Narathiwat native Maseng Awae-gueji, 49, the first COVID-19 fatality in the Deep South, was among the thousands who attended the Tablighi gathering at a Kuala Lumpur mosque in late February. He died on March 27.

Another man from Songkhla province also died of the coronavirus after catching it from his son who had attended the event in the Malaysian capital, authorities said.

Still, Supat said that hospitals in the southern region could cope with the pandemic, provided that the number of patients stayed relatively low.

“Unless we have a huge number of patients with pneumonia, we still have enough respirators and ICU rooms to take care of them. We have about 50 patients in severe condition in 77 provinces nationwide,” he told BenarNews.

According to a spokesman for the COVID-19 Situation Administration (CCSA) – as the national coronavirus task force is known – hospitals and health clinics in the 14 provinces of southern Thailand have 568 respirators currently available.

Specific data about the number of respirators and hospital beds in the Deep South was not available.

Unprecedented ceasefire

As the number of coronavirus cases in Malaysia shot up in connection with that religious gathering, Malaysia sealed its international borders and imposed a lockdown to contain the viral outbreak. Thailand soon followed suit.

That resulted in nearly 100,000 Thai nationals who work across the border – many of them from the Deep South – being trapped by the Malaysia lockdown.

However, authorities have recently relented and announced that starting on April 18, five border crossings would be opened to allow a maximum of 350 Thai citizens to return from Malaysia per day.

A spokesman for the military command that covers the Deep South said it had prepared almost 2,500 rooms to quarantine those people as a safeguard against the virus.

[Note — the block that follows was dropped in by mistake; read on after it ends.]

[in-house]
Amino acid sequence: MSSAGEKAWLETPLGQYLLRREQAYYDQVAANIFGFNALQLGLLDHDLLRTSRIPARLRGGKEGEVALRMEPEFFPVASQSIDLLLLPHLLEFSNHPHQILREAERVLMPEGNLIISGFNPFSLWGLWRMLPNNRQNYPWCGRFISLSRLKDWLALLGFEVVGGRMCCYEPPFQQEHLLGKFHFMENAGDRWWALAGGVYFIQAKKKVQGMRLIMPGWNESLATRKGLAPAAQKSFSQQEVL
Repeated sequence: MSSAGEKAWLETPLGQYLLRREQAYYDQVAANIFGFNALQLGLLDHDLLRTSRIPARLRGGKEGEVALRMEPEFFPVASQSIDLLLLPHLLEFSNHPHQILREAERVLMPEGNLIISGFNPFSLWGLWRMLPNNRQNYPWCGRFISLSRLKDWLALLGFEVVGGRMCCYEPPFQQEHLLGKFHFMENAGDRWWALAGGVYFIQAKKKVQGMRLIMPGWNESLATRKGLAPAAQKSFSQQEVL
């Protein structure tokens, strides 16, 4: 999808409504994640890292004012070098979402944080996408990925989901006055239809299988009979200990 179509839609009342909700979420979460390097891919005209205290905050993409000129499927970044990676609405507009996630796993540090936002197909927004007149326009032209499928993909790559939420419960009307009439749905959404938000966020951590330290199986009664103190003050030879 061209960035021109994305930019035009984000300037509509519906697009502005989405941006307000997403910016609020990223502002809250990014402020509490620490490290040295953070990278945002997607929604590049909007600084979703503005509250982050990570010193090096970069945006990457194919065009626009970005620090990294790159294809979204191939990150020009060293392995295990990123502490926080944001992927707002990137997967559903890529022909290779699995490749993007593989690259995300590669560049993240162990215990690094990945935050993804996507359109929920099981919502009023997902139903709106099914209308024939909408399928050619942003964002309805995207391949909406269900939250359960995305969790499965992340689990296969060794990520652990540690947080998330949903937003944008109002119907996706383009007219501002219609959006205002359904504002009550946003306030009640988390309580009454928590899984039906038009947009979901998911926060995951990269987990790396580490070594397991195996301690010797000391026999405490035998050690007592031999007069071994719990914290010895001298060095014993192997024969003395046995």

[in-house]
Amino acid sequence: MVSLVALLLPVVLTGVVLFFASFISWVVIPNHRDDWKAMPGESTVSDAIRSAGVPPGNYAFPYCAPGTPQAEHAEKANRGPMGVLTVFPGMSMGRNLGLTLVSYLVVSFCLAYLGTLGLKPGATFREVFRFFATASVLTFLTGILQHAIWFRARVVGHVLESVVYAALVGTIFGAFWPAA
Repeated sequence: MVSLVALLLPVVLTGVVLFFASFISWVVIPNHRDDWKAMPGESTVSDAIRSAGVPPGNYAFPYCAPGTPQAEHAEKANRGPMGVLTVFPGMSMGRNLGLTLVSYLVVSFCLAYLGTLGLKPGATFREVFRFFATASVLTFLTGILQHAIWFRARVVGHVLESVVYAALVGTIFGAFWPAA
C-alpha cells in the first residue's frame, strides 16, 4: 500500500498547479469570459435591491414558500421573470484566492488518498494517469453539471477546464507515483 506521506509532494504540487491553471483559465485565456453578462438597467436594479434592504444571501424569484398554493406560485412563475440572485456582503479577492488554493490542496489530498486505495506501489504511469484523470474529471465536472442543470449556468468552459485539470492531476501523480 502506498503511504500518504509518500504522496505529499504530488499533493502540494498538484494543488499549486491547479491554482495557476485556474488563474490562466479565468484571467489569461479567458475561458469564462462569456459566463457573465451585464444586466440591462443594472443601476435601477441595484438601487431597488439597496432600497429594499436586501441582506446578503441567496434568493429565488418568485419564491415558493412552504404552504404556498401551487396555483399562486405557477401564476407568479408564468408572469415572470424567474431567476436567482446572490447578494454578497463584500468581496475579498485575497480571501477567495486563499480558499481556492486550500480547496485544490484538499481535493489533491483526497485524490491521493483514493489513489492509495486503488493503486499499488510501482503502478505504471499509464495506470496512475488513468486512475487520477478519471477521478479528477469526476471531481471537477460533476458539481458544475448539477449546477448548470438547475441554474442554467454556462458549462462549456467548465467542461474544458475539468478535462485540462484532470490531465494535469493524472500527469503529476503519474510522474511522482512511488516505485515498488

The Deep South is home to Thailand’s only active insurgency, a separatist rebellion that has simmered for decades.

On March 17, a twin bombing outside the offices of the Southern Border Provinces Administration Center (SBPAC) in Yala town injured at least 25 people, in an attack believed to have been carried out by the National Revolutionary Front, or BRN, the largest and most powerful of insurgent groups in the Deep South.

At the time of the attack, SBPAC officials were meeting to discuss Malaysia’s decision to close its border with Thailand due to the viral outbreak.

More than two weeks later, BRN made an unprecedented announcement: it was declaring a ceasefire and halting “all activities” for the time being on humanitarian grounds because, the group said, “we realized that the main enemy for all mankind is COVID-19.”

BRN issued its declaration on the same day that the U.N. secretary-general reiterated his call for warring parties around the globe to “silence their guns” to help combat the pandemic.

There have been no reports since then of skirmishes between the southern rebels and the Thai security forces.

However, the military has brushed off the BRN’s ceasefire.

“The BRN’s self-proclaimed ceasefire is irrelevant,” Maj. Gen. Pramote Prom-in, spokesman for the Internal Security Operations Command-4, the regional military command, told BenarNews.

“All along, authorities keep internal peace duly under the authority of laws and enforce laws on those who perpetrate against both officials and innocents.”

More than 7,000 people have been killed in violence in the Deep South since the conflict reignited in January 2004.